(c) Thereafter, PW5 took PW1 to the Police Station, where she made a complaint to PW20 - the Sub Inspector of Police, Vachakkarapatti Police Station. Ex.P1 is the complaint. PW20, on receipt of the complaint, registered a case in Crime No.484 of 2009 under Section 302 IPC. Ex.P18 is the FIR. He forwarded both the documents to the Court. The investigation was taken over by PW21, the Inspector of Police, Vachakkarapatti Police Station.
(d) PW21 went to the place of occurrence and prepared an observation mahazar and a rough sketch at the place of occurrence in the presence of the witnesses. He recovered the bloodstained earth and sample earth from the place of occurrence. He examined PWs.1 to 5 and few more witnesses and recorded their statements. After holding inquest on the body of the deceased, he forwarded the dead body for postmortem.
(e) PW16, an Assistant Surgeon at the Government Hospital at Virudhunagar Government Hospital conducted autopsy on the body of the deceased on 27.12.2009 at 4.00 p.m. She found the following injuries:
1) A cut injury measuring 20cm x 5 cm x depth 20 cm on the right side neck. Intact skin connecting head and body on the left side of 10cm. All major vessels, spinal cord, vertebral column all severed and cut on both side and found separated.
2)Hyoid bone intact. All structures in neck exposed.
3)Right hand was severed and found separately at level of upper 1/3 arm. Skin over right arm not seen below this level. Bone fractured at level of upper 1/3 of humorous and muscles and tendons crushed and destroyed.
4)Severed part of right arm, arm is found hanging by a loose skin part has elbow, wrist and part of palm from wrist a part of palm with right thumb and right index finger hangs. Right middle and little finger and ring finger found separated from body united to each other. Skin on right middle, litter and ring finger intact. All tissues destroyed over right arm and right elbow and wrist.
5)Cut injury 14cm x 8 cm x 10 cm over right hip. Tendons muscles exposed bone intact.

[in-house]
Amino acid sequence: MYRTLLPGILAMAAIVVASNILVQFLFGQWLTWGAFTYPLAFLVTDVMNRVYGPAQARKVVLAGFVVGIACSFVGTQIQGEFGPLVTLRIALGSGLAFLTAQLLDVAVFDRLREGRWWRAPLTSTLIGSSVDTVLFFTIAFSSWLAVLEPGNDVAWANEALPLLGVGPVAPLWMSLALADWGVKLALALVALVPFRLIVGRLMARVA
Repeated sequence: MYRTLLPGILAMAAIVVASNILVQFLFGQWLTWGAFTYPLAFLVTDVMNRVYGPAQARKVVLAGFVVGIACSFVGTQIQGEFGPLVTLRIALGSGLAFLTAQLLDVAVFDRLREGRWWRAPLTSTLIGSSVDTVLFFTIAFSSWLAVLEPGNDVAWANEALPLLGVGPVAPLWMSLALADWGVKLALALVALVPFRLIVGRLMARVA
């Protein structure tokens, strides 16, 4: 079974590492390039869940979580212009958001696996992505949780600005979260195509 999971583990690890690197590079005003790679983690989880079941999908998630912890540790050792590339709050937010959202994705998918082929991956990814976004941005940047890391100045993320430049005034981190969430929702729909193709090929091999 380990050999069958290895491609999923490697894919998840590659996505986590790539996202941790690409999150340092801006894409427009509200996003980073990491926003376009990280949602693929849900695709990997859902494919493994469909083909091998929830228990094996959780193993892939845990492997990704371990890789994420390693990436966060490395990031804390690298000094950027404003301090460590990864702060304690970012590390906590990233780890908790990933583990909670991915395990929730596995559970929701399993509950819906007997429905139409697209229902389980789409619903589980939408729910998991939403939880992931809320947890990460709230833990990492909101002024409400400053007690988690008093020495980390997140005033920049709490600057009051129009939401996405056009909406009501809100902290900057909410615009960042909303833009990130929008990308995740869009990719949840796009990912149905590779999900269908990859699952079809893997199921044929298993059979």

6) Cut injury 18 cm x 10 cm x 8 cm on right hip just below injury No.5. Muscles exposed.
7) Cuty injury 6cm x 1 cm x 0.5 cm over right side of back of chest.
8)Cut injury 4 cm x 1 cm x 0.5 cm over back of right buttock.
9)Laceration 10 cm x 56cm x 10cm over left shoulder on lateral aspect.
10) Abrasion 4cm x 1 cm x 0.5 cm front of left arm.
11) Left arm severed at level of 5cm below elbow bone end cut and tendons muscles exposed.
12)Left forearm found (nc) a separately place with left wrist and left palm and dorsum of hand with all 5 fingers.
13)Laceration 8 cm x 4 cm x 4cm over right side of scalp 1 cm above right ear.
14)(nc)10cm x 6cm x 3cm in front of chest 5 cm below right nipple.(nc).
Ex.P13 is the postmortem certificate. She gave opinion that the death of the deceased was due to shock and haemorrhage due to the multiple injuries found on the body of the deceased. She further opinioned that the said injury could have been caused by a weapon like aruval . (f)PW22 continued the investigation. During the course of investigation, he arrested the second accused at 3.00 p.m. on 28.12.2009 in the presence of the witnesses and on such arrest, the second accused gave a voluntary confession in which he disclosed the place where he had hidden the aruval. In pursuance of the same, he took the Police to that place and produced the aruval. PW22 recovered the same under a mahazar. On 29.12.2009 the accused 1 and 4 surrendered before the learned Judicial Magistrate, Srivilliputhur. On 30.12.2009 he arrested the 3rd accused at 10.15 a.m. at Naduvarpatti Village bus stop. He forwarded him to the Court for Judicial remand. He collected bloodstained cloth from the body of the deceased and forwarded the same to the Court. At his request, the material objects were sent for chemical examination. The report revealed that there was human blood of A group on all the material objects, except on the billhook recovered from the second accused. On completing the investigation, he laid charge sheet gainst the accused.